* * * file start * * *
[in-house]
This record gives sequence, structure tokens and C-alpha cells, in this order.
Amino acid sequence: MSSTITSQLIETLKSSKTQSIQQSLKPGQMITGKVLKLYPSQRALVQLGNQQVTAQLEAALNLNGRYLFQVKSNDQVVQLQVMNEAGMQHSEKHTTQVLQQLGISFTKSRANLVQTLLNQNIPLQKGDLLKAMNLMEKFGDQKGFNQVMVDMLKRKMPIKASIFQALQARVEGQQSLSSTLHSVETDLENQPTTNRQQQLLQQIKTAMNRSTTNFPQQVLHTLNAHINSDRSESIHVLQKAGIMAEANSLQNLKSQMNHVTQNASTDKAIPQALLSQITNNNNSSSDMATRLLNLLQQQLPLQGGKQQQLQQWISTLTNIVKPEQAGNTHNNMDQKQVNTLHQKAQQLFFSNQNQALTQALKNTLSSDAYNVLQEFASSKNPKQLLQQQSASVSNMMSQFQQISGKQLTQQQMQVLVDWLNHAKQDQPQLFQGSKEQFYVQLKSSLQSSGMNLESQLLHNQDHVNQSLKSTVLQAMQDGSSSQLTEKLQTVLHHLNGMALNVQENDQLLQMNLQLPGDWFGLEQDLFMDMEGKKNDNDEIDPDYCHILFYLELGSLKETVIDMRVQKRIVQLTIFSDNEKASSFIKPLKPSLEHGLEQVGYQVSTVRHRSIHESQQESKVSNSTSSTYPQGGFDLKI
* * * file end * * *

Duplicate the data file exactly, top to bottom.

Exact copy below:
[in-house]
This record gives sequence, structure tokens and C-alpha cells, in this order.
Amino acid sequence: MSSTITSQLIETLKSSKTQSIQQSLKPGQMITGKVLKLYPSQRALVQLGNQQVTAQLEAALNLNGRYLFQVKSNDQVVQLQVMNEAGMQHSEKHTTQVLQQLGISFTKSRANLVQTLLNQNIPLQKGDLLKAMNLMEKFGDQKGFNQVMVDMLKRKMPIKASIFQALQARVEGQQSLSSTLHSVETDLENQPTTNRQQQLLQQIKTAMNRSTTNFPQQVLHTLNAHINSDRSESIHVLQKAGIMAEANSLQNLKSQMNHVTQNASTDKAIPQALLSQITNNNNSSSDMATRLLNLLQQQLPLQGGKQQQLQQWISTLTNIVKPEQAGNTHNNMDQKQVNTLHQKAQQLFFSNQNQALTQALKNTLSSDAYNVLQEFASSKNPKQLLQQQSASVSNMMSQFQQISGKQLTQQQMQVLVDWLNHAKQDQPQLFQGSKEQFYVQLKSSLQSSGMNLESQLLHNQDHVNQSLKSTVLQAMQDGSSSQLTEKLQTVLHHLNGMALNVQENDQLLQMNLQLPGDWFGLEQDLFMDMEGKKNDNDEIDPDYCHILFYLELGSLKETVIDMRVQKRIVQLTIFSDNEKASSFIKPLKPSLEHGLEQVGYQVSTVRHRSIHESQQESKVSNSTSSTYPQGGFDLKI